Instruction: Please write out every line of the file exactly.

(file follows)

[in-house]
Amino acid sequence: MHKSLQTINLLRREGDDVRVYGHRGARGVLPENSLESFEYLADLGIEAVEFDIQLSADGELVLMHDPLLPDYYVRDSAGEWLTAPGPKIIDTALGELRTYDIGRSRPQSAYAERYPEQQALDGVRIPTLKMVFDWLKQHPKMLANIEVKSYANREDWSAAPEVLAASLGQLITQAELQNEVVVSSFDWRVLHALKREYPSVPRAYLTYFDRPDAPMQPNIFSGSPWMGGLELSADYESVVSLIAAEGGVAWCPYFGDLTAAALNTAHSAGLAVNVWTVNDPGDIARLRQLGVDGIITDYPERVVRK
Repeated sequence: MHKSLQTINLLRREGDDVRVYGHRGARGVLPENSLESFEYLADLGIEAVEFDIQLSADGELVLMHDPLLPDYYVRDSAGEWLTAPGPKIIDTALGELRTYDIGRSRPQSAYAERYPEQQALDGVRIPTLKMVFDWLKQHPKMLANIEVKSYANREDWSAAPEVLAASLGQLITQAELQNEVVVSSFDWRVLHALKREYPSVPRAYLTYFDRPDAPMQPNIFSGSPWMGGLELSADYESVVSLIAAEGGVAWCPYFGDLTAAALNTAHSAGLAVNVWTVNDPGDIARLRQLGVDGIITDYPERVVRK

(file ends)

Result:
[in-house]
Amino acid sequence: MHKSLQTINLLRREGDDVRVYGHRGARGVLPENSLESFEYLADLGIEAVEFDIQLSADGELVLMHDPLLPDYYVRDSAGEWLTAPGPKIIDTALGELRTYDIGRSRPQSAYAERYPEQQALDGVRIPTLKMVFDWLKQHPKMLANIEVKSYANREDWSAAPEVLAASLGQLITQAELQNEVVVSSFDWRVLHALKREYPSVPRAYLTYFDRPDAPMQPNIFSGSPWMGGLELSADYESVVSLIAAEGGVAWCPYFGDLTAAALNTAHSAGLAVNVWTVNDPGDIARLRQLGVDGIITDYPERVVRK
Repeated sequence: MHKSLQTINLLRREGDDVRVYGHRGARGVLPENSLESFEYLADLGIEAVEFDIQLSADGELVLMHDPLLPDYYVRDSAGEWLTAPGPKIIDTALGELRTYDIGRSRPQSAYAERYPEQQALDGVRIPTLKMVFDWLKQHPKMLANIEVKSYANREDWSAAPEVLAASLGQLITQAELQNEVVVSSFDWRVLHALKREYPSVPRAYLTYFDRPDAPMQPNIFSGSPWMGGLELSADYESVVSLIAAEGGVAWCPYFGDLTAAALNTAHSAGLAVNVWTVNDPGDIARLRQLGVDGIITDYPERVVRK